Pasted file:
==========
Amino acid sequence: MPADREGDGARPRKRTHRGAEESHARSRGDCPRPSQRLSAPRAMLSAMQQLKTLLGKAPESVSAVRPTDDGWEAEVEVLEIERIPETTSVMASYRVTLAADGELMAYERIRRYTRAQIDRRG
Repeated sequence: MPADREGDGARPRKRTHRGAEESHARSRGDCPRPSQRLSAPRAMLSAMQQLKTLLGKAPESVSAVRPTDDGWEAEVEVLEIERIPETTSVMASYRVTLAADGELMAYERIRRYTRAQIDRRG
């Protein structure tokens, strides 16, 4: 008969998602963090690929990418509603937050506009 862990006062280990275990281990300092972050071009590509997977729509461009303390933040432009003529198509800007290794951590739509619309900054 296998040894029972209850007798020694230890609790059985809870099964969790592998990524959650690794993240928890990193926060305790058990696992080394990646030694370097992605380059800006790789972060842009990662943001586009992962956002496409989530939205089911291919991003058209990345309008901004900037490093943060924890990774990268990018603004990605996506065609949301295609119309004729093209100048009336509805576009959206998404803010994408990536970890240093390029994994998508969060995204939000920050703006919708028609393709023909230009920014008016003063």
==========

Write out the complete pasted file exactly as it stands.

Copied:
Amino acid sequence: MPADREGDGARPRKRTHRGAEESHARSRGDCPRPSQRLSAPRAMLSAMQQLKTLLGKAPESVSAVRPTDDGWEAEVEVLEIERIPETTSVMASYRVTLAADGELMAYERIRRYTRAQIDRRG
Repeated sequence: MPADREGDGARPRKRTHRGAEESHARSRGDCPRPSQRLSAPRAMLSAMQQLKTLLGKAPESVSAVRPTDDGWEAEVEVLEIERIPETTSVMASYRVTLAADGELMAYERIRRYTRAQIDRRG
């Protein structure tokens, strides 16, 4: 008969998602963090690929990418509603937050506009 862990006062280990275990281990300092972050071009590509997977729509461009303390933040432009003529198509800007290794951590739509619309900054 296998040894029972209850007798020694230890609790059985809870099964969790592998990524959650690794993240928890990193926060305790058990696992080394990646030694370097992605380059800006790789972060842009990662943001586009992962956002496409989530939205089911291919991003058209990345309008901004900037490093943060924890990774990268990018603004990605996506065609949301295609119309004729093209100048009336509805576009959206998404803010994408990536970890240093390029994994998508969060995204939000920050703006919708028609393709023909230009920014008016003063």